Painful Bowel Movements

Bowel movements with pain can be the outcome of different underlying health conditions. Some of these conditions are relatively serious, while others are rather normal. You do not need to worry a lot about occasional bloating or the pain in bowel movements, but you should consult with your doctor if problem persists.

What Causes Painful Bowel Movements? How to Treat Them?

As mentioned, there can be many different causes of why you feel pain while having a bowel movement, and some of them are covered below.

1. Anal Fissure

In this condition, you develop small cuts in the skin lining the anus. Straining during bowel movements, childbirth, bouts of constipation or diarrhea may lead to anal fissure. They usually heal without any medical intervention, but if they persist, you may need surgery.

Symptoms: The most common symptoms include a visual tear on the anus, streaks of blood on stools, severe pain in the anal area during bowel movements, burning in the anal area, and a small lump of skin close to the anal fissure.

Treatment: Taking fiber supplements usually resolves the issue. Warm baths also help relieve irritation and relax the anal muscles.

You can use OTC ointments to relieve itching and pain. Topical pain relievers like Lidocaine are also quite effective. For serious cuts, you may need to take Botox injections into your anal sphincter for relief.

Surgery is required when other treatment options do not work.

2. Constipation

If you often feel constipated, you are more likely to have painful bowel movements. Everyone experiences constipation at some time, but you need to worry if the problem persists. The most common symptoms of constipation are straining during bowel movements, hard stools, stomachache with cramping, and bloody stools. You may also notice leaks of diarrhea-like stool between regular bowel movements.

Treatment: Be sure to drink 6-8 glasses of water every day and add more fruits and veggies to your diet. Have warm liquids in the morning and eat bran cereal as well.

You can also take OTC stool softeners like Peri-Colace for relief. Avoid taking any laxative for more than a couple of weeks.

Prevention: Maintain a balanced diet that includes plenty of fiber. Add whole-grain bread, legumes, and vegetables to your diet. Avoid caffeine and do not drink milk if that makes you feel constipated. Be active and exercise regularly. Be sure to use the bathroom as soon as you feel the urge.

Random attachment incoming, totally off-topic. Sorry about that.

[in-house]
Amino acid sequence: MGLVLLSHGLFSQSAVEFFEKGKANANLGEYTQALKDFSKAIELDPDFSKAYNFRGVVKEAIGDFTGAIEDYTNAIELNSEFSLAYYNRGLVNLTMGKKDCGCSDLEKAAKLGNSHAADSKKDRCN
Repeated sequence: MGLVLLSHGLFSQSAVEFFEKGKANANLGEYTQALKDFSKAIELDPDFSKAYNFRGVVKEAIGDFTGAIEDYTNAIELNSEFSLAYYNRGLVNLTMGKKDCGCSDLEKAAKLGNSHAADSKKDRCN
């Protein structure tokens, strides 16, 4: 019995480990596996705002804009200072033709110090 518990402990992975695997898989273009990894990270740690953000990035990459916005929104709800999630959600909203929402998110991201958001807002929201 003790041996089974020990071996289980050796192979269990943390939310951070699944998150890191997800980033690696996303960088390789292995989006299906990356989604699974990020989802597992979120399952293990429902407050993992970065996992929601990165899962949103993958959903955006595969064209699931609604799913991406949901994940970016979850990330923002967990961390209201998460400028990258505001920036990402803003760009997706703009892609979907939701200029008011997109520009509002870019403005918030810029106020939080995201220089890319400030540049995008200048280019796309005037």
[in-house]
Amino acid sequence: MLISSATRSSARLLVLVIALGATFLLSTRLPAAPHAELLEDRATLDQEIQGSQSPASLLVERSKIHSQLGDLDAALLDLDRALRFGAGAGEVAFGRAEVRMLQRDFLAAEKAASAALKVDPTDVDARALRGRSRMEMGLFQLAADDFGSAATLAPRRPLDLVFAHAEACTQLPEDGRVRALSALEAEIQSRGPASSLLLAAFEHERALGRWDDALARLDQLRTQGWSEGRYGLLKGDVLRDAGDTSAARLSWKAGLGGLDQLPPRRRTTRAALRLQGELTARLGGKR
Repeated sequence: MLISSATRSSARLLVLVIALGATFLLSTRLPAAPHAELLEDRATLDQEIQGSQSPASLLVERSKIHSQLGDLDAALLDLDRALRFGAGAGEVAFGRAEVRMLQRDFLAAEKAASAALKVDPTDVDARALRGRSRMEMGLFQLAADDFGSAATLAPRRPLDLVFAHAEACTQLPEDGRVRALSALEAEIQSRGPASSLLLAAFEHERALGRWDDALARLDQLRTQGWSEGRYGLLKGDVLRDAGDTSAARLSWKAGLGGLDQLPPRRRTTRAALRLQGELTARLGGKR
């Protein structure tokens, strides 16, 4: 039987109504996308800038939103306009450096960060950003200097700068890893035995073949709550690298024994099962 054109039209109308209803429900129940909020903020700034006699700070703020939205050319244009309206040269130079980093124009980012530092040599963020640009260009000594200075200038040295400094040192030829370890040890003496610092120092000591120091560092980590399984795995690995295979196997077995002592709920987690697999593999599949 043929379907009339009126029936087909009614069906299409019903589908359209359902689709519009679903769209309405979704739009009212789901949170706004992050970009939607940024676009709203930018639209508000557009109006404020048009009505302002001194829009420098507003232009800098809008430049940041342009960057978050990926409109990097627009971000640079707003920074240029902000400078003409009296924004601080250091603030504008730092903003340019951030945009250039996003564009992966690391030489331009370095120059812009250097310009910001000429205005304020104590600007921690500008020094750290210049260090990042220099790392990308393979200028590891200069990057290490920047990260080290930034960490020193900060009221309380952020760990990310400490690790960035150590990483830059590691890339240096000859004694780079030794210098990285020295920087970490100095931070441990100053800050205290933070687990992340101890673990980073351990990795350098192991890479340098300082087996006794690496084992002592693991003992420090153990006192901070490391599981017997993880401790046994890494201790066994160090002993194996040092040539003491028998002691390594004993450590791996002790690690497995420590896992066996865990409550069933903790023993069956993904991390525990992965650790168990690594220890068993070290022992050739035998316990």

3. Irritable Bowel Syndrome

You will experience altered bowel habits with pain and discomfort while passing stool. It is not a life-threatening condition but it may lead to colon conditions such as Crohn's disease, ulcerative colitis, or colon cancer.

Symptoms: The most common symptoms include constipation, diarrhea, excess gas, abdominal pain, visible abdominal distension, painful bowel movements and harder or looser stools.

Treatment: Eliminate high-gas food and gluten from your diet. Take fiber supplements if required to control constipation. You can take OTC anti-diarrheal medications if you are more concerned about diarrhea. Some people also find relief from anticholinergic and antispasmodic medications. Medications such as LEvsin and Bentyl help relieve painful bowel spasms. If your symptoms include pain as well as depression, you may have to take tricyclic antidepressant for relief.

4. Proctitis

It refers to the inflammation of the lining of the rectum. To go out of the body, stool has to pass through the rectum but proctitis can make it difficult to pass properly. Proctitis causes pain and makes you feel that you need to have a bowel movement.

Symptoms: The most common symptoms of proctitis are rectal bleeding, rectal pain, diarrhea, a feeling of fullness in your rectum and painful bowel movements. You may also pass mucus through your rectum.

Treatment: You may have to take antibiotics if proctitis is caused by a bacterial infection. Sometimes, the condition is caused by inflammatory bowel disease that requires anti-inflammatory medications or corticosteroids, such as budesonide or prednisone. You may require surgery if medications do not work.

5. Colorectal Cancer

Colorectal cancer refers to a small polyp grown inside your colon. A regular cancer screening will detect these polyps and growths. The most common symptoms of colon cancer are bleeding and a change in bowel habits. You may even have very thin stool with dark patches of blood. Other symptoms include abdominal discomfort, pelvic pain, unexplained fatigue, weight loss or loss of appetite.

Treatment: Your doctor will determine the best treatment option considering the severity of your condition. The most common treatment options are radiation therapy, targeted therapy, chemotherapy, and surgery for rectal and colon cancer. For advanced rectal cancer, your doctor may recommend ablation or embolization. Sometimes, your doctor opts for a combination therapy and uses two or more types of treatment options for relief.

 
 
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